Travertine is slowly coming back in style. While I don’t expect to see a lot of it on backsplashes (any time soon), it can be a great TRANSITIONAL update for a kitchen with granite countertops – assuming they coordinate with each other.
However, I would only consider it if you don’t plan on changing your countertop…ever. This is because travertine is far less likely to suit a more modern, trendy countertop and you’ll probably need to rip it out should you update your counter down the road. Heck, if you install a subway tile that matches your granite and you replace your countertop, you might have to rip that out too, however, subway tile, overall, is a more modern look.
It’s alllll in the tile size and layout.
If you think travertine subway tile makes the most sense with your kitchen, make sure it’s 3×6 and installed in a traditional subway tile layout (staggered). Keep the grout muted and blended.
SUBWAY TILE VS TRAVERTINE TILE
- A solid-colored (or slightly variegated) subway tile is more modern-looking than travertine.
- Travertine, via its texture, can be a bit busy for some granite countertops.
- Travertine is a lower energy look (not shiny like some subway tiles) which suits some kitchens/styles. This being said, you can also get a matte subway tile.
- It’s hard to beat how beautiful travertine looks with some wood cabinets.
- Ironically enough, travertine is best installed in a subway tile size and layout.
- Keep in mind that some granite, quartz, and laminate counters suit a MARBLE backsplash…in a subway tile size/layout.
However, this blog post isn’t really about installing a new travertine tile backsplash (unless it makes the MOST sense). This is about embracing and updating what you HAVE and transitioning you and your home into your next stage of Design…without a FULL remodel.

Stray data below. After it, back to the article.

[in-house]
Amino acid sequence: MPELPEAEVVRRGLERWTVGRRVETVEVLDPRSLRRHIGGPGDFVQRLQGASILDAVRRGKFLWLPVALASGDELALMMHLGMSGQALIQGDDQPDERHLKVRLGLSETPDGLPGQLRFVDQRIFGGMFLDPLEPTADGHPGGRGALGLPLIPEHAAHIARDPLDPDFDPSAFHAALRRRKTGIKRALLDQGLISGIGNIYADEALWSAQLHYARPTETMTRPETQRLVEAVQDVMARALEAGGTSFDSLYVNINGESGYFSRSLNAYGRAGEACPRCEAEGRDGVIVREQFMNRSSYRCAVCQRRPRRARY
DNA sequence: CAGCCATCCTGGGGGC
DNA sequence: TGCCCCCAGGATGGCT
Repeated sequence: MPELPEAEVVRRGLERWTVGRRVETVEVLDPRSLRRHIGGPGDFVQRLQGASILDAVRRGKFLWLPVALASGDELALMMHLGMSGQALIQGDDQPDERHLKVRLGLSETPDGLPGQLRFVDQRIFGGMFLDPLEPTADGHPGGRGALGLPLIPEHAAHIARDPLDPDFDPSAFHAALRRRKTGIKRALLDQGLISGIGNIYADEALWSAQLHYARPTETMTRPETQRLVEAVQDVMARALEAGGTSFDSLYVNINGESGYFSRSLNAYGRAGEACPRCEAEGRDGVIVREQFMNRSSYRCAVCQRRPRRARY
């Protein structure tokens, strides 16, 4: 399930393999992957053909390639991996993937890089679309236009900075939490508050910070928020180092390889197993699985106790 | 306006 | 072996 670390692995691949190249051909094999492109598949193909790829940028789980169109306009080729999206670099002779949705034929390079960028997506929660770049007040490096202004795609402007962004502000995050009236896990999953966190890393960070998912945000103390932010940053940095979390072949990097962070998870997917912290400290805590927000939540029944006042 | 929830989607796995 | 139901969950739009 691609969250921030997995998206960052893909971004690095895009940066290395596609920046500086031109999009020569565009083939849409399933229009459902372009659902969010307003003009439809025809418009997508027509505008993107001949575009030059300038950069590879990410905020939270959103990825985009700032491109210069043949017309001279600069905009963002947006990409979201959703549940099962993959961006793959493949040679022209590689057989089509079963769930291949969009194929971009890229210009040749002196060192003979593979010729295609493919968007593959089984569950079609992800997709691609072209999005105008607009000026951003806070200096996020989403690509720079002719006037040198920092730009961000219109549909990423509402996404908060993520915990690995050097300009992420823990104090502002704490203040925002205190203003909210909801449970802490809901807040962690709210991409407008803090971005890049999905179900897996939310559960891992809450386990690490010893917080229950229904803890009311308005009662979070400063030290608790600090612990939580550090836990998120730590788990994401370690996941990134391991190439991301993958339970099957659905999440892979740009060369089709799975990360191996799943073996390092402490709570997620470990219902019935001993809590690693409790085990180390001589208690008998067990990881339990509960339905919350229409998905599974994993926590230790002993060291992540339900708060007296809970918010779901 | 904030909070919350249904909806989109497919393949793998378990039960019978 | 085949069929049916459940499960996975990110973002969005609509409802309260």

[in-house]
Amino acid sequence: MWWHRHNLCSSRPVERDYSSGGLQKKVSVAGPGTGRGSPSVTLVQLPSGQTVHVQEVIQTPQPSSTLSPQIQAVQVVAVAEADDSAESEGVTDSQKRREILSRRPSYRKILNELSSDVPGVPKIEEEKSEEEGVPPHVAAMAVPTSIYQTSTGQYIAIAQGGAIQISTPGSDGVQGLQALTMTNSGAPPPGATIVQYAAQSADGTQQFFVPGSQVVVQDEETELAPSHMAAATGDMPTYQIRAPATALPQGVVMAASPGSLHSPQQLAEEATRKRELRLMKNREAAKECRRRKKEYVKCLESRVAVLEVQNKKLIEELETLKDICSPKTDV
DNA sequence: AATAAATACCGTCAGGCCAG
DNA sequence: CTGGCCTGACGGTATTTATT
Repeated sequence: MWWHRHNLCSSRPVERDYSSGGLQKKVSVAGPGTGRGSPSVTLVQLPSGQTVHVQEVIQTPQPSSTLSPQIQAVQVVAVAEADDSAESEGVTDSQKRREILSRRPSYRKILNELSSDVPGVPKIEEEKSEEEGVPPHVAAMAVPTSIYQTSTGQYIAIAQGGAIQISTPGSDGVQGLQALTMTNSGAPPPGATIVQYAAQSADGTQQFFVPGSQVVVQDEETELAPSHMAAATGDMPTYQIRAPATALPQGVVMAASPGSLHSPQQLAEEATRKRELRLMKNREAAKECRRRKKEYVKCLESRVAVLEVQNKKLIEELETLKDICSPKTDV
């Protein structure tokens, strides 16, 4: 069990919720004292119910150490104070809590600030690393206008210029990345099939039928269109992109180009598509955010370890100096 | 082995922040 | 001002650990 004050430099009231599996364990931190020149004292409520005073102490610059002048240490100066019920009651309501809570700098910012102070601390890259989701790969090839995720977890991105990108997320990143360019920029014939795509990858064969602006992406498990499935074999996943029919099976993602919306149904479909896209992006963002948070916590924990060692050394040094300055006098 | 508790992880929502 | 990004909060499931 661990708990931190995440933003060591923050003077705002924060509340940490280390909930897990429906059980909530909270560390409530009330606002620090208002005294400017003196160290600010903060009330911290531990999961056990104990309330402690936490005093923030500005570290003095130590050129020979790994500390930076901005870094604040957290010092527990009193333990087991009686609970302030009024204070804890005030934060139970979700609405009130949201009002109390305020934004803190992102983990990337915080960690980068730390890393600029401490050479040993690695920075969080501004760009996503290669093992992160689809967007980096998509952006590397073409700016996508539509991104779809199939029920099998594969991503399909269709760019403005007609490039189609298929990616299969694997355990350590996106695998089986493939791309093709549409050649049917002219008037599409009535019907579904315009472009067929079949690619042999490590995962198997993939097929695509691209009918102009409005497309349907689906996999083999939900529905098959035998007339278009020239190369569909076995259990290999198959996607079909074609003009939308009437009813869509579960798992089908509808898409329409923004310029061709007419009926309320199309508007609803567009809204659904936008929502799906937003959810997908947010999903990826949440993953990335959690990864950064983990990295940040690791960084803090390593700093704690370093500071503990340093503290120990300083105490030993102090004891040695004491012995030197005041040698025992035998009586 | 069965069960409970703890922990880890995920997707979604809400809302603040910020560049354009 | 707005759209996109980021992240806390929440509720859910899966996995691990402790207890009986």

Do you remember what I said in The Best Paint Colors to Update Your 2000s Home?
Decorate & update for the home you have, not the home you WISH you had.
HOW DO YOU UPDATE A GRANITE COUNTERTOP WITHOUT REPLACING IT?
Don’t be tempted by trendy Zellige tiles or long linear glass or porcelain strips. Avoid mosaic tiles or a tile with multiple tints and tones.
K.I.S.S. – KEEP IT SIMPLE…sweetie
Whether you like it or not, no backsplash tile is as timeless OR as well-suited to the granite and laminate countertops from the 2000s as subway tile. It all comes down to size and color.
3×6 is the magical size. Avoid larger tiles and smaller tiles – keep it timeless and simple.
As for color, MANY kitchen designs from the 2000s can’t handle a white subway tile or white cabinets. While YOU might like white, many kitchens disagree as the countertops weren’t installed to humor white tiles.
This next photo is from my blog post re: ideas to update cream cabinets, but there’s a good lesson in the softness of the subway tile backsplash…
I’ve seen many kitchens like the above where a whiter, brighter tile is installed (with wood or cream cabinets). In a kitchen like this, a white subway tile is too stark. The soft creamy tone of the above tile is great with the cabinets and the countertop.
However, the best color for YOUR particular backsplash depends on your combo of countertop and cabinet color – assuming your cabinet color is the right color for your countertop in the first place (which we’re going to do…and cross our fingers that it really is).